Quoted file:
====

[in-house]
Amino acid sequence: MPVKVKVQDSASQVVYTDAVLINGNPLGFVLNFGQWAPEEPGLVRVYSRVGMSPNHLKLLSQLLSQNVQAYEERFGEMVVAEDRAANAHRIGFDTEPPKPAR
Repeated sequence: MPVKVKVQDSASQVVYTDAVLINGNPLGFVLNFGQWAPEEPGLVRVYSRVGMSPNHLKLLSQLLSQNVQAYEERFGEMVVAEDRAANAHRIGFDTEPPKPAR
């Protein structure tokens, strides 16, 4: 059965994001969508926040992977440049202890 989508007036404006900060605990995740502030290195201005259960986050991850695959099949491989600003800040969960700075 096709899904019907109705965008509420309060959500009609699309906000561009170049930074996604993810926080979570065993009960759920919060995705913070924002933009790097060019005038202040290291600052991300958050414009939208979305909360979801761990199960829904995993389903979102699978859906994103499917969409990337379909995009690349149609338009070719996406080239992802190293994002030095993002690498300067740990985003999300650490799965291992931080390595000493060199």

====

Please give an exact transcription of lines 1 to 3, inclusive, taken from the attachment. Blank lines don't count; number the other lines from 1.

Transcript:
[in-house]
Amino acid sequence: MPVKVKVQDSASQVVYTDAVLINGNPLGFVLNFGQWAPEEPGLVRVYSRVGMSPNHLKLLSQLLSQNVQAYEERFGEMVVAEDRAANAHRIGFDTEPPKPAR
Repeated sequence: MPVKVKVQDSASQVVYTDAVLINGNPLGFVLNFGQWAPEEPGLVRVYSRVGMSPNHLKLLSQLLSQNVQAYEERFGEMVVAEDRAANAHRIGFDTEPPKPAR